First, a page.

Differential Equations - Exponential Decay

• stanford1463
In summary: For the first interval, where y0 < R/k, the exponential term is decreasing, and the solution is a straight line along R/k.For the second interval, where y0 = R/k, the exponential term is constant, and the solution is at R/k.For the third interval, where y0 > R/k, the exponential term is increasing, and the solution is at a maximum at R/k.
stanford1463

Homework Statement

We have the ODE y' = -ky + R for a population y(t) where death rate exceeds birth rate, counteracted by a constant restocking rate.
I'm assuming k is the decay constant and R is the restocking rate

The population at time t0 = 0 is y0, and I have to find a formula for y(t)
Also, interpret the solution in terms of the long term behavior (0< y0 < R/k, y0 = R/k, and y0 > R/k).

y' = -ky + R

The Attempt at a Solution

I solved the DE and got y = R/k + Ce^(-kt)
But how do I know what this does in those given intervals of y0?
Also if k = .5, R = 2, how would I graph the solutions?

You should get three different graphs for your solution, when you substitute y(0) = y0 into the solution you found. One solution is for y0 between 0 and R/k, one is for y0 = R/k, and one is for y0 > R/k.

Think about these in terms of replenishment rate < death rate, replenishment rate = death rate, and replenishment rate > death rate. How is the population affected in each case?

So...first interval - exponentially decreasing graph
when y = R/k, it's a constant, straight line along R/k?
and when y is big, it's increasing?

Sounds reasonable. Are these what you think, or does your solution back them up?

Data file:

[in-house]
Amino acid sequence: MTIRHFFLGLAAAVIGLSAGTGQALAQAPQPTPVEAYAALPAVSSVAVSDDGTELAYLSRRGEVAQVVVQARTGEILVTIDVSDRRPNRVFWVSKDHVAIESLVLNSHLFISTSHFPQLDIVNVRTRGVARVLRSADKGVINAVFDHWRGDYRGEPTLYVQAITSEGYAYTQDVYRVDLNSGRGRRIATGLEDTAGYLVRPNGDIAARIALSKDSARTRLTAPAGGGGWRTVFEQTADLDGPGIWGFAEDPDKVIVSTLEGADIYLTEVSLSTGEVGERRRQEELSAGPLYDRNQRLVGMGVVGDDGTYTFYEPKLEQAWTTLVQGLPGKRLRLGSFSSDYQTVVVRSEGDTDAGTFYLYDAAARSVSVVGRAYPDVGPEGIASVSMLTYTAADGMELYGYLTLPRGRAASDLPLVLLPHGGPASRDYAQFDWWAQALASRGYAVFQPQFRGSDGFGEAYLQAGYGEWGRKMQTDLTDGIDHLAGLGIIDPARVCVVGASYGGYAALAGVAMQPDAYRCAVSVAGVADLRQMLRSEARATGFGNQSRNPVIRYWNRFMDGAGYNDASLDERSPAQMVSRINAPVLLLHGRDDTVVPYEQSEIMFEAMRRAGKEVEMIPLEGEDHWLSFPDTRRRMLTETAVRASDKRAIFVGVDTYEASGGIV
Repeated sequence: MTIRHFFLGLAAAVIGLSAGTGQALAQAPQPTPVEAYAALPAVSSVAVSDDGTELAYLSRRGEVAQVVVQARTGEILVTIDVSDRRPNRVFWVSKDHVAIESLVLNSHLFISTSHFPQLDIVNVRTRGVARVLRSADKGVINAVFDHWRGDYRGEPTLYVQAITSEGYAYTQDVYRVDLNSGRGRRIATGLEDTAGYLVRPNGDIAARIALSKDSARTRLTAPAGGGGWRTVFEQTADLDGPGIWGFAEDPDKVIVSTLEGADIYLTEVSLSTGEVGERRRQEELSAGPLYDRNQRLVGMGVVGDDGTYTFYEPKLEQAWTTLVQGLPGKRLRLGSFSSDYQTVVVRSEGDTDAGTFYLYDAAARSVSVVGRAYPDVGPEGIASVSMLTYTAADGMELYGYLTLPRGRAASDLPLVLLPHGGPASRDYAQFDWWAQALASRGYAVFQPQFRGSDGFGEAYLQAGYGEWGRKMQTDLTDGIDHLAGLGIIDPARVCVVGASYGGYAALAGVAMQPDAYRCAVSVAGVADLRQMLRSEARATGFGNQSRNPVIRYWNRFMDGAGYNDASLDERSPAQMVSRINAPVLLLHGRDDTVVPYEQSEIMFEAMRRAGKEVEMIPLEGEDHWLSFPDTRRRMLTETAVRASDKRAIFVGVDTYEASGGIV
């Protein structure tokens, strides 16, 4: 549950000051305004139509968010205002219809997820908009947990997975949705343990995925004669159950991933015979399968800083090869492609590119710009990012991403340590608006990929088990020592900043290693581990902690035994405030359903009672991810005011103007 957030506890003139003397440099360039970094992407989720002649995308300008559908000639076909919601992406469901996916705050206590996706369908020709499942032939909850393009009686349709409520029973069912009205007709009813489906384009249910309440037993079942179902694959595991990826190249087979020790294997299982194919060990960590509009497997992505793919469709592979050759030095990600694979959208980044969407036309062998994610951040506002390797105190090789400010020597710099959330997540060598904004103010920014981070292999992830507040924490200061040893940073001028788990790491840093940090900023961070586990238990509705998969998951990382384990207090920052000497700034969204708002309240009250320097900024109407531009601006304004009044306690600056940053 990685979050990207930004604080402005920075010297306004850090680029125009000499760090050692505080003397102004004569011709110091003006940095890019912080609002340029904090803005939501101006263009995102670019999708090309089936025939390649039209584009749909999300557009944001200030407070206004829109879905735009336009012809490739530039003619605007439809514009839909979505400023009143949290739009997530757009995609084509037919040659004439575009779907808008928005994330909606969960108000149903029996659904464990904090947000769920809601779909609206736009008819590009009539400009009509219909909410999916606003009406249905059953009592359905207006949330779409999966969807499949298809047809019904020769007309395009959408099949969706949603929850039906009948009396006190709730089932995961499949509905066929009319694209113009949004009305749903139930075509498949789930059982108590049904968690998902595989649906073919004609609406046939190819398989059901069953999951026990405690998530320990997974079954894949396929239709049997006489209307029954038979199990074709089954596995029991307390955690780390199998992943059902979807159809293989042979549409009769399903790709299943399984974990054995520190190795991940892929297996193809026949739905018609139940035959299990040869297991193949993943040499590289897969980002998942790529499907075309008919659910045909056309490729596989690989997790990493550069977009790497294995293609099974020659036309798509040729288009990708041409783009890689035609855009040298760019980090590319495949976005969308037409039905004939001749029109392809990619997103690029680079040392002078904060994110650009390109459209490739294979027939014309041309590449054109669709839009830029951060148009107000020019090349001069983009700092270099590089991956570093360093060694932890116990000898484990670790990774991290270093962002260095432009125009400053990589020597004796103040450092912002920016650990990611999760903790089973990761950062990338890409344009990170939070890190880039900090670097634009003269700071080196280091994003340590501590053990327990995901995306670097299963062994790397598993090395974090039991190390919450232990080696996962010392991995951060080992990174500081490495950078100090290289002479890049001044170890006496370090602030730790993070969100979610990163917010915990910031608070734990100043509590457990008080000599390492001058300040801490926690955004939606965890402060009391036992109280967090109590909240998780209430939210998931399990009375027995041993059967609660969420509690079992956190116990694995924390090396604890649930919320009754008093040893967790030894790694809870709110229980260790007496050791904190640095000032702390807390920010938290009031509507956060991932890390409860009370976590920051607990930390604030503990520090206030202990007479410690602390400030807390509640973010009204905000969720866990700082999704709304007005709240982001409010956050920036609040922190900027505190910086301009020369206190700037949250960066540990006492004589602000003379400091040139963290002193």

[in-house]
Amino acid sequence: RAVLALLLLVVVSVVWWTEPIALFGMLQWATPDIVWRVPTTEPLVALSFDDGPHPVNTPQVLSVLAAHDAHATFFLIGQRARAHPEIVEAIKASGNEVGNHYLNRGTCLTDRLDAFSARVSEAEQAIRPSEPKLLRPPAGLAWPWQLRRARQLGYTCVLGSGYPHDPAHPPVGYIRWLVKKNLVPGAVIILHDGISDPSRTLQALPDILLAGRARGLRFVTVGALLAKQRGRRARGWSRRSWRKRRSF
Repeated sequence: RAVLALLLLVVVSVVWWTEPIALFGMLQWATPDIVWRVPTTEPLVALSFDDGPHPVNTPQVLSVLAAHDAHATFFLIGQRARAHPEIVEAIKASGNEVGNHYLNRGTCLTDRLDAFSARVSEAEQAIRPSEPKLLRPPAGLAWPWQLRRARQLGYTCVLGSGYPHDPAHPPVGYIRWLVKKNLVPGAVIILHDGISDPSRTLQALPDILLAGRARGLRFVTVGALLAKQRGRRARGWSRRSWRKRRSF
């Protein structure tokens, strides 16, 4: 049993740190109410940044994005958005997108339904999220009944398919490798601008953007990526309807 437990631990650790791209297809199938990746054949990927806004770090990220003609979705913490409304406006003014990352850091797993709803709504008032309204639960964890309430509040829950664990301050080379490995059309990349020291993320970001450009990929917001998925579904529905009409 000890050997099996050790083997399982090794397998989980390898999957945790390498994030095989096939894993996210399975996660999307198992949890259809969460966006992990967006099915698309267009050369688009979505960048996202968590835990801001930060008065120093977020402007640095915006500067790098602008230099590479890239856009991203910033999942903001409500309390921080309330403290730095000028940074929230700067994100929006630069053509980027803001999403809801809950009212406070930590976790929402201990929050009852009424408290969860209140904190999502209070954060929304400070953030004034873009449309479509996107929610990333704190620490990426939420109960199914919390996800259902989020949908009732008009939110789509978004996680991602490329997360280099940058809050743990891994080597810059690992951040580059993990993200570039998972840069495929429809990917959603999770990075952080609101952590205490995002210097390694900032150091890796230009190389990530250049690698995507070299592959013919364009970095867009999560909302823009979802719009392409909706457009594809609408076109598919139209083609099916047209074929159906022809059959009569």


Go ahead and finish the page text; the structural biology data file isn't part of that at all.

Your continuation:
These are what I think
I'm not sure how to find graph solutions from my equation: y = 4 + Ce^(-.5t)

Thanks for your help!

Where do the k=.5 and R=2 come from? Are they part of the problem statement? You didn't mention these values there. I'm going to ignore them for the time being.

You are given that y(0) = y0, so substitute this into your solution equation to find C.
y(t) = R/k + Ce-kt
y(0) = y0

==> y0 = R/k + C
==> C = y0 - R/k

So the solution is
y(t) = R/k + (y0 - R/k)e-kt

Now look at this solution for the three different scenarios. Each one will have an effect on the sign of the exponential term. You're not going to get precise graphs, since you don't know the values of R and k, but you should get a good idea of the general behavior.

1. What is exponential decay?

Exponential decay is a mathematical concept that describes the decrease of a quantity over time, where the rate of decrease is proportional to the current value of the quantity. This means that the larger the quantity, the faster it will decrease.

2. What is the formula for exponential decay?

The formula for exponential decay is N(t) = N0e-kt, where N(t) is the quantity at time t, N0 is the initial quantity, e is the base of the natural logarithm, and k is the decay rate constant.

3. How do you solve a differential equation for exponential decay?

To solve a differential equation for exponential decay, you can use separation of variables. This involves separating the variables on each side of the equation and integrating both sides. You can then solve for the constant term using initial conditions.

4. What is the half-life of a substance undergoing exponential decay?

The half-life of a substance undergoing exponential decay is the amount of time it takes for half of the initial quantity to decay. This can be calculated using the formula t1/2 = ln(2)/k, where k is the decay rate constant.

5. How is exponential decay used in real life?

Exponential decay is used in various fields such as physics, chemistry, biology, and finance. It can be used to model radioactive decay, population growth, and decay of natural resources. It is also used in financial modeling to describe the depreciation of assets over time.

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